I'm reading the Norman Kemp Smith translation of Critique of Pure Reason
. Kant is famous for his analytic/synthetic distinction, but he also subdivides a priori
propositions into pure
. I am trying to understand this distinction. My difficulty is that Kant seems to contradict himself regarding his paradigmatic example of a non-pure a priori
In the Introduction (B 3, end of Section I), Kant defines a pure a priori
proposition to be one which has "no admixture of anything empirical". As an example of a non
-pure proposition, he gives "every alteration has its cause". Alteration, he says, is a concept that one derives from experience. Evidently, involving alteration constitutes an admixture of something empirical.
Okay, fine. But then, a couple of paragraphs later (B 4–5), he gives the proposition "every alteration must have a cause" as an example of a pure a priori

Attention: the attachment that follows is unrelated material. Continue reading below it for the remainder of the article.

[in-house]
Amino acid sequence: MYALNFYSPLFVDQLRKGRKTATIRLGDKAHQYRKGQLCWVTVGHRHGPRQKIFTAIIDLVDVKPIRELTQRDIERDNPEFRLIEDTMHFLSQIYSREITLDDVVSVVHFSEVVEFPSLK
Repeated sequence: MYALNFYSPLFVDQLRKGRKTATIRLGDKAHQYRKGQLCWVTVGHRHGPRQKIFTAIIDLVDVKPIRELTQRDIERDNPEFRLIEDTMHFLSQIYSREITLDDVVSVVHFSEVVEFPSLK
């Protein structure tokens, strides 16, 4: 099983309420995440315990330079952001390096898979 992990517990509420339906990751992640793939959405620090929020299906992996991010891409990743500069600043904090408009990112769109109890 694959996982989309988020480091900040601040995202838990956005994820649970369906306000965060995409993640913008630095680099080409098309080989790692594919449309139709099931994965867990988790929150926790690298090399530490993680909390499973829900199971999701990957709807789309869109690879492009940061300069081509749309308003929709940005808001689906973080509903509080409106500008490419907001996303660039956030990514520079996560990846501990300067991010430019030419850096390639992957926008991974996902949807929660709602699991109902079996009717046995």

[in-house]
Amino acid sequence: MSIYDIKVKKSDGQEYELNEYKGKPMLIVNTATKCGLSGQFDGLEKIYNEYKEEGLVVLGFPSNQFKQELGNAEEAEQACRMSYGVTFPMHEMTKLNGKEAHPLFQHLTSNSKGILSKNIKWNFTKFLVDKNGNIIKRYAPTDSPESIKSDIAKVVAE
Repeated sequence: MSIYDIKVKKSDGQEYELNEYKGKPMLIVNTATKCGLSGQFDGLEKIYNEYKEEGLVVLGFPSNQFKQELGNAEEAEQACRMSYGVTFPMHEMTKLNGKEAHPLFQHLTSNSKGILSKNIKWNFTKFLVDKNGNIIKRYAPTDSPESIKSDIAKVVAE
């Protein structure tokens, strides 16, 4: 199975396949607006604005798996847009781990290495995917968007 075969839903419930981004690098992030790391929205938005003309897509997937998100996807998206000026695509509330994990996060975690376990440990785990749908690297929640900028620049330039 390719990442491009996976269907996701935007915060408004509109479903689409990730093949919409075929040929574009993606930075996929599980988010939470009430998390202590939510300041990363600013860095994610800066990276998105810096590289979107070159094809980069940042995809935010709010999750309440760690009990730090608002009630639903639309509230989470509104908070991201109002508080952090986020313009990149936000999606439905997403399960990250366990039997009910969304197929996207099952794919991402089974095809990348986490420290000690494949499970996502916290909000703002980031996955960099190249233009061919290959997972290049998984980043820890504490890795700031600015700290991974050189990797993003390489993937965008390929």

proposition! Here is the relevant quote:
Now it is easy to show that there actually are in human knowledge judgments which are necessary and in the strictest sense universal, and which are therefore pure a priori judgments. If an example from the sciences be desired, we have only to look to any of the propositions of mathematics; if we seek an example from the understanding in its quite ordinary employment, the proposition, 'every alteration must have a cause', will serve our purpose.
How can these claims be reconciled? How can "every alteration must have a cause" be pure
when it involves alteration, which, a page earlier, meant that a proposition was not
I've read a 150 or so pages beyond this point, and I'm enjoying the book, but this contradiction right at the beginning just won't stop bugging me
. I'm hoping that someone here can straighten me out